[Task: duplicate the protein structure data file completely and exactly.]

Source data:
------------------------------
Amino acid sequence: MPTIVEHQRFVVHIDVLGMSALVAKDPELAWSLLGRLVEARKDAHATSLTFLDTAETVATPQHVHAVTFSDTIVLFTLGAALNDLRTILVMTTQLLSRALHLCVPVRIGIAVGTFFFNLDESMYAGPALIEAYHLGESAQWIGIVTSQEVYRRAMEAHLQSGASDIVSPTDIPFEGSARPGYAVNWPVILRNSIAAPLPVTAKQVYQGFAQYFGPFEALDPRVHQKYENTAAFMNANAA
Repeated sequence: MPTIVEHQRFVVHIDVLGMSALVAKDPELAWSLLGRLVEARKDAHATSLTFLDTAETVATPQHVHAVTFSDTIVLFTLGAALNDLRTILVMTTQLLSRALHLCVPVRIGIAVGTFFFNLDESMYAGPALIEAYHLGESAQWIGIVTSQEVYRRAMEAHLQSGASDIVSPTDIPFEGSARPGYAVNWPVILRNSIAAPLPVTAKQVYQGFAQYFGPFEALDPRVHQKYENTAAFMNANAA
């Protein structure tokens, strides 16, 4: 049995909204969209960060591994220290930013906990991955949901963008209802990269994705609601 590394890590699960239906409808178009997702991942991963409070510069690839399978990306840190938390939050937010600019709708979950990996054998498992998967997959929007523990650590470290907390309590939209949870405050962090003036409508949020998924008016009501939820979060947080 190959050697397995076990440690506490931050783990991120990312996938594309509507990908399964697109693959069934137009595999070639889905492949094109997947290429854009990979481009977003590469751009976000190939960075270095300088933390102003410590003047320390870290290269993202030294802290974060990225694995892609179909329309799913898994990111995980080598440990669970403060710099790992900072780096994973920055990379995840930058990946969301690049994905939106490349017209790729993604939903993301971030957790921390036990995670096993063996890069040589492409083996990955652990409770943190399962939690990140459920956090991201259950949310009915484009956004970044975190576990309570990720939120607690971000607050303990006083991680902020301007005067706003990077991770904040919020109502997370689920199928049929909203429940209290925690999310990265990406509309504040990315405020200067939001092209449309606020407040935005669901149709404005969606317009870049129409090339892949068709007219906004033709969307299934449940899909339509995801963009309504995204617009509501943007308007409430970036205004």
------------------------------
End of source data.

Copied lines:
Amino acid sequence: MPTIVEHQRFVVHIDVLGMSALVAKDPELAWSLLGRLVEARKDAHATSLTFLDTAETVATPQHVHAVTFSDTIVLFTLGAALNDLRTILVMTTQLLSRALHLCVPVRIGIAVGTFFFNLDESMYAGPALIEAYHLGESAQWIGIVTSQEVYRRAMEAHLQSGASDIVSPTDIPFEGSARPGYAVNWPVILRNSIAAPLPVTAKQVYQGFAQYFGPFEALDPRVHQKYENTAAFMNANAA
Repeated sequence: MPTIVEHQRFVVHIDVLGMSALVAKDPELAWSLLGRLVEARKDAHATSLTFLDTAETVATPQHVHAVTFSDTIVLFTLGAALNDLRTILVMTTQLLSRALHLCVPVRIGIAVGTFFFNLDESMYAGPALIEAYHLGESAQWIGIVTSQEVYRRAMEAHLQSGASDIVSPTDIPFEGSARPGYAVNWPVILRNSIAAPLPVTAKQVYQGFAQYFGPFEALDPRVHQKYENTAAFMNANAA
């Protein structure tokens, strides 16, 4: 049995909204969209960060591994220290930013906990991955949901963008209802990269994705609601 590394890590699960239906409808178009997702991942991963409070510069690839399978990306840190938390939050937010600019709708979950990996054998498992998967997959929007523990650590470290907390309590939209949870405050962090003036409508949020998924008016009501939820979060947080 190959050697397995076990440690506490931050783990991120990312996938594309509507990908399964697109693959069934137009595999070639889905492949094109997947290429854009990979481009977003590469751009976000190939960075270095300088933390102003410590003047320390870290290269993202030294802290974060990225694995892609179909329309799913898994990111995980080598440990669970403060710099790992900072780096994973920055990379995840930058990946969301690049994905939106490349017209790729993604939903993301971030957790921390036990995670096993063996890069040589492409083996990955652990409770943190399962939690990140459920956090991201259950949310009915484009956004970044975190576990309570990720939120607690971000607050303990006083991680902020301007005067706003990077991770904040919020109502997370689920199928049929909203429940209290925690999310990265990406509309504040990315405020200067939001092209449309606020407040935005669901149709404005969606317009870049129409090339892949068709007219906004033709969307299934449940899909339509995801963009309504995204617009509501943007308007409430970036205004």